Foodborne Illness 101
| 3 min read
While the U.S. food industry is regulated under strict safety standards, an estimated 48 million cases of foodborne illnesses still occur each year. Many of these cases are caused by food you consume in your own home. Staying informed on foodborne illnesses and knowing what to do if you get sick can prevent further complications as well as contain any potential outbreaks.
A foodborne illness is caused by food that has been contaminated by pathogens (bacteria, viruses), natural toxins (often found in some fish, vegetables and mushrooms), pesticides, metals, chemicals or other contaminants. These contaminants can enter your food at any point as it goes from the farm to your plate. The most common symptoms for a foodborne illness are vomiting, diarrhea, nausea, abdominal pain, fever and chills. These symptoms may cause dehydration and other complications.
The Centers for Disease Control and Prevention has identified more than 250 foodborne illnesses and their causes, but the most common causes are known as The Big 6:
- Norovirus: This is considered the leading cause of foodborne illness in this country because of how easily it’s transmitted. Norovirus spreads by either direct contact with an infected person or through infected food, water, soil and surfaces. The most common carrier of norovirus in foods are raw foods and ready-to-eat foods that have been handled by infected food handlers.
- Shiga toxin-producing e. coli: This can transfer from person to person and can be spread by raw food or items handled by infected food handlers. Symptoms can range from mild nausea and abdominal pains to severe symptoms that require hospitalization.
- Non-typhoidal salmonella: This is one of the most common causes in the U.S. of foodborne illnesses. You get sick with salmonella by eating food that touched water, soil or other surfaces that were contaminated by animals’ feces.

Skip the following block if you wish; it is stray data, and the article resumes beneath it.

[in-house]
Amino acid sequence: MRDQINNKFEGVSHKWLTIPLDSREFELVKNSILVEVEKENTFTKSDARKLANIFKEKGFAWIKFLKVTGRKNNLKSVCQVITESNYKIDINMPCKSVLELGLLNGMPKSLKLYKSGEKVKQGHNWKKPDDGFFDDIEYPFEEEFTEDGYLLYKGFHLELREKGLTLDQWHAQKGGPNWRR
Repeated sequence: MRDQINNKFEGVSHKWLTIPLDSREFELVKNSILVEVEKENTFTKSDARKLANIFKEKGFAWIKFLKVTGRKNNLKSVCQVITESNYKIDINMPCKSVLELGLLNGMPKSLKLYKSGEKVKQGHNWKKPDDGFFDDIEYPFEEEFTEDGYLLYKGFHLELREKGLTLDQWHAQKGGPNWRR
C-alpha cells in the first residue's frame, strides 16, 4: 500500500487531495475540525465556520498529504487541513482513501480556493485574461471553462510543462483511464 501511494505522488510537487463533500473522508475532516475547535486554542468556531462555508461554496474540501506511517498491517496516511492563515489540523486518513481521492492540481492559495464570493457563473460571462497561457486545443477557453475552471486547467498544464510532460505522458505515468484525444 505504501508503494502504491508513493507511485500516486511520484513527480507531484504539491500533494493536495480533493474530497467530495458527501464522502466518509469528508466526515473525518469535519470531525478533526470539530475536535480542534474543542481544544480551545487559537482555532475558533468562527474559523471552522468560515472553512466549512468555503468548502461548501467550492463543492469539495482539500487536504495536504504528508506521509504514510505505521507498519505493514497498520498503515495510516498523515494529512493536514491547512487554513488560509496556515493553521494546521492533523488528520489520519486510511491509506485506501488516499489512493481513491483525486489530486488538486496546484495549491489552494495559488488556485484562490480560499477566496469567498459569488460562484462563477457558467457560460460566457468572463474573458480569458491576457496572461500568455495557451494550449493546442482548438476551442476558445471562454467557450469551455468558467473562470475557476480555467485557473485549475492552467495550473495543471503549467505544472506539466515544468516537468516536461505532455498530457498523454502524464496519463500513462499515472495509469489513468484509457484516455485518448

- Salmonella typhi: While non-typhoidal salmonella can come from animals or humans, salmonella typhi can only come from a human. It is not as common in the United States, but it does have more severe symptoms such as high fever and severe gastrointestinal complications.
- Shigella spp.: The shigella spp. virus most often infects people who inhabit overcrowded, unhygienic places including prisons, day care centers and camps. It is highly infectious and can cause severe gastrointestinal complications.
- Hepatitis A virus: Hepatitis A most often infects people through food and water that has been contaminated by feces. Symptoms are the same as other common foodborne illnesses as well as jaundice (yellowing of the eyes and skin).
If you have a foodborne illness, get plenty of rest and drink plenty of water to avoid dehydration. Mild symptoms should go away within 48 hours, but talk to your doctor if symptoms persist. Avoid anti-diarrheal medications unless they are suggested or prescribed. If you experience severe symptoms such as severe abdominal pain or bloody diarrhea, seek emergency medical help.
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